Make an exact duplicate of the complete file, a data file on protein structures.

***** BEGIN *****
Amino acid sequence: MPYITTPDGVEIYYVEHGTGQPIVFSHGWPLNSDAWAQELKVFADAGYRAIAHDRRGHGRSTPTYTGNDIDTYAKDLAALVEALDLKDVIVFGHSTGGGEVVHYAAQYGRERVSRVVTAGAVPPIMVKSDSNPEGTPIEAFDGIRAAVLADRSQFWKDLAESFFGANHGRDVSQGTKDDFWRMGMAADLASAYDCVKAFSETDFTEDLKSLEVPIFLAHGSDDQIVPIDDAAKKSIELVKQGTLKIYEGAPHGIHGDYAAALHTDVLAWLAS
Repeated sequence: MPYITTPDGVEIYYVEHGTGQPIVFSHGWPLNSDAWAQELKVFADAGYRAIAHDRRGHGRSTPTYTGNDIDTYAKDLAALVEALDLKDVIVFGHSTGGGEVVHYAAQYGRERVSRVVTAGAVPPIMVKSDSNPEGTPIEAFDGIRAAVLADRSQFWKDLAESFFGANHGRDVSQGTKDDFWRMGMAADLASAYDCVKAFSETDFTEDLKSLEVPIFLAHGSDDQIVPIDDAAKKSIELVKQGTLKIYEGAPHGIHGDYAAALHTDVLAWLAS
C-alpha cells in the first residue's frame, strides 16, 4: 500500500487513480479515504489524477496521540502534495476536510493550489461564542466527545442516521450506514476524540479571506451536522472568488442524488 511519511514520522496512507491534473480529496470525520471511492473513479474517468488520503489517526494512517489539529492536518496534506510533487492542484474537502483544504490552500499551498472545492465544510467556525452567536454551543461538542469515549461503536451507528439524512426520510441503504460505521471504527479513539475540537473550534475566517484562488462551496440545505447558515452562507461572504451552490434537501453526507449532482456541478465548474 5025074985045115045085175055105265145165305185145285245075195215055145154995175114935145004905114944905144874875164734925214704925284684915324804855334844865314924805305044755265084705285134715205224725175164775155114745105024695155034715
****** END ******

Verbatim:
Amino acid sequence: MPYITTPDGVEIYYVEHGTGQPIVFSHGWPLNSDAWAQELKVFADAGYRAIAHDRRGHGRSTPTYTGNDIDTYAKDLAALVEALDLKDVIVFGHSTGGGEVVHYAAQYGRERVSRVVTAGAVPPIMVKSDSNPEGTPIEAFDGIRAAVLADRSQFWKDLAESFFGANHGRDVSQGTKDDFWRMGMAADLASAYDCVKAFSETDFTEDLKSLEVPIFLAHGSDDQIVPIDDAAKKSIELVKQGTLKIYEGAPHGIHGDYAAALHTDVLAWLAS
Repeated sequence: MPYITTPDGVEIYYVEHGTGQPIVFSHGWPLNSDAWAQELKVFADAGYRAIAHDRRGHGRSTPTYTGNDIDTYAKDLAALVEALDLKDVIVFGHSTGGGEVVHYAAQYGRERVSRVVTAGAVPPIMVKSDSNPEGTPIEAFDGIRAAVLADRSQFWKDLAESFFGANHGRDVSQGTKDDFWRMGMAADLASAYDCVKAFSETDFTEDLKSLEVPIFLAHGSDDQIVPIDDAAKKSIELVKQGTLKIYEGAPHGIHGDYAAALHTDVLAWLAS
C-alpha cells in the first residue's frame, strides 16, 4: 500500500487513480479515504489524477496521540502534495476536510493550489461564542466527545442516521450506514476524540479571506451536522472568488442524488 511519511514520522496512507491534473480529496470525520471511492473513479474517468488520503489517526494512517489539529492536518496534506510533487492542484474537502483544504490552500499551498472545492465544510467556525452567536454551543461538542469515549461503536451507528439524512426520510441503504460505521471504527479513539475540537473550534475566517484562488462551496440545505447558515452562507461572504451552490434537501453526507449532482456541478465548474 5025074985045115045085175055105265145165305185145285245075195215055145154995175114935145004905114944905144874875164734925214704925284684915324804855334844865314924805305044755265084705285134715205224725175164775155114745105024695155034715